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Users file privacy lawsuit against Facebook

Complaint alleges that the social-networking site is violating California consumer privacy laws by disseminating private information to third parties for commercial purposes.

Steven Musil Night Editor / News
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Steven Musil
2 min read

A group of Facebook users filed a civil lawsuit Monday that alleges the social-networking site is violating California consumer privacy laws.

The lawsuit, which was filed in California's Orange County Superior Court on behalf of five users, seeks a jury trial, as well as damages and attorneys' fees. The five plaintiffs are described as two children younger than 13, a user of the original Facebook, a professional photographer, and an actress and model.

The 40-page complaint accuses the Palo Alto, Calif.-based company of violating California privacy and online privacy laws by disseminating private information to third parties for commercial purposes.

"Plaintiffs and the general public desire and expect a level of privacy, which Facebook has failed to satisfy under its current policies, procedures, practices, and technology," the complaint states.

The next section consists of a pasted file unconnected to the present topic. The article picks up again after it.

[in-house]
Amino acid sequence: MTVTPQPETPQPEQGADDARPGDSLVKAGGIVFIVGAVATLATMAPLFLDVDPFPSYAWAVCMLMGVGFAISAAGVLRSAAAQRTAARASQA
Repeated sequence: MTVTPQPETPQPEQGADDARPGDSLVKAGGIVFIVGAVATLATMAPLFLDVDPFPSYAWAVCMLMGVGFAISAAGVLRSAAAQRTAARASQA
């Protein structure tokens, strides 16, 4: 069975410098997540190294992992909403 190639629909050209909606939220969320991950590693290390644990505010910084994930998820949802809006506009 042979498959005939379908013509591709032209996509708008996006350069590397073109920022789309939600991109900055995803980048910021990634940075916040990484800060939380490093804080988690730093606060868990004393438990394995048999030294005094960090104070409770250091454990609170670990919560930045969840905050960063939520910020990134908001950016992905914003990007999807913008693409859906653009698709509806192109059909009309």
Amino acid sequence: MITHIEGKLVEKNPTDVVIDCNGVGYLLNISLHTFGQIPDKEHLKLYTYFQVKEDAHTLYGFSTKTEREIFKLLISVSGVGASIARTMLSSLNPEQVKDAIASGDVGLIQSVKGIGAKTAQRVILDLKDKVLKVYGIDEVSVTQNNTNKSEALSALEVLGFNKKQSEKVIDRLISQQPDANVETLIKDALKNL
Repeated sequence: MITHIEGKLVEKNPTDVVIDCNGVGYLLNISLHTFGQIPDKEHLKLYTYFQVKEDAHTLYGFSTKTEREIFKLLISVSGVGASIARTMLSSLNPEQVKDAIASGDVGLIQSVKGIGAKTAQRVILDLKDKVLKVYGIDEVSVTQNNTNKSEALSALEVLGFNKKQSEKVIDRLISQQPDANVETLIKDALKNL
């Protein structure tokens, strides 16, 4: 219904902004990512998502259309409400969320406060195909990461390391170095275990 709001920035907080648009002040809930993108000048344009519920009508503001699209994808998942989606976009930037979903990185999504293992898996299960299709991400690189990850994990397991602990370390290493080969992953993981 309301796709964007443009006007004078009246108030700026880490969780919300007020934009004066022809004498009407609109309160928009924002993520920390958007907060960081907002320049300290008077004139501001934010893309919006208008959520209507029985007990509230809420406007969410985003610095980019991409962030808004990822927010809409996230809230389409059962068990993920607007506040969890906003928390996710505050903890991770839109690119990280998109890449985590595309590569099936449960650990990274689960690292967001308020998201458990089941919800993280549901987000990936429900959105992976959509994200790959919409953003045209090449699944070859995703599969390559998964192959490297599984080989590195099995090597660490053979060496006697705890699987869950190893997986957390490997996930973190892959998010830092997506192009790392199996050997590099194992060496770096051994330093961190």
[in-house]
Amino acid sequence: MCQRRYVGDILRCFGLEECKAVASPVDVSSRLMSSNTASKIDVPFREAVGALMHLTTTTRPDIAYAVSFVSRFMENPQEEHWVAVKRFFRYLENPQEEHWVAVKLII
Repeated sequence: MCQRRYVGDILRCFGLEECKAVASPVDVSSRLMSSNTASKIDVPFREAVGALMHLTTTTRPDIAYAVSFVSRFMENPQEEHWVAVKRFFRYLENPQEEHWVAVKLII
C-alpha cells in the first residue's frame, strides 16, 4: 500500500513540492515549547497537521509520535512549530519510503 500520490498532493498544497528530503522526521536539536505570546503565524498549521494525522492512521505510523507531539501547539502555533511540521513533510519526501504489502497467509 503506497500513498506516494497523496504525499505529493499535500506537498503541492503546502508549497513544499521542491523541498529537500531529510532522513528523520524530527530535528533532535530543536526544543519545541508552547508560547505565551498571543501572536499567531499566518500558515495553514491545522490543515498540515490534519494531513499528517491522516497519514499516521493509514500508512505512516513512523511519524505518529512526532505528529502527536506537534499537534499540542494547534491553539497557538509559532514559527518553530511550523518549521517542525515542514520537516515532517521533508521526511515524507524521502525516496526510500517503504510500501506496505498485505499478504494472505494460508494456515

A Facebook spokesman declined to comment on the specifics of the lawsuit other than to say, "We see no merit to this suit and we plan to fight it."

The plaintiffs' attorney did not immediately respond to a request for comment.

Facebook is no stranger to privacy controversy. In July, an investigation by Canada's privacy commissioner suggested Facebook is unconcerned with members' privacy and called on it to do more. Commissioner Jennifer Stoddart expressed concern that while it's easy for members to deactivate their accounts, it's less clear on how to actually delete them. Facebook could therefore retain member data from deactivated accounts for an indefinite period of time in violation of Canadian privacy law.

The social network went through a user backlash over the introduction of its News Feed in 2006, and a bigger one over the controversial Beacon advertising program. More recently, a revision to Facebook's terms of use prompted consumer advocacy blog The Consumerist to highlight language that it said meant that Facebook claimed ownership of user profile data and photos.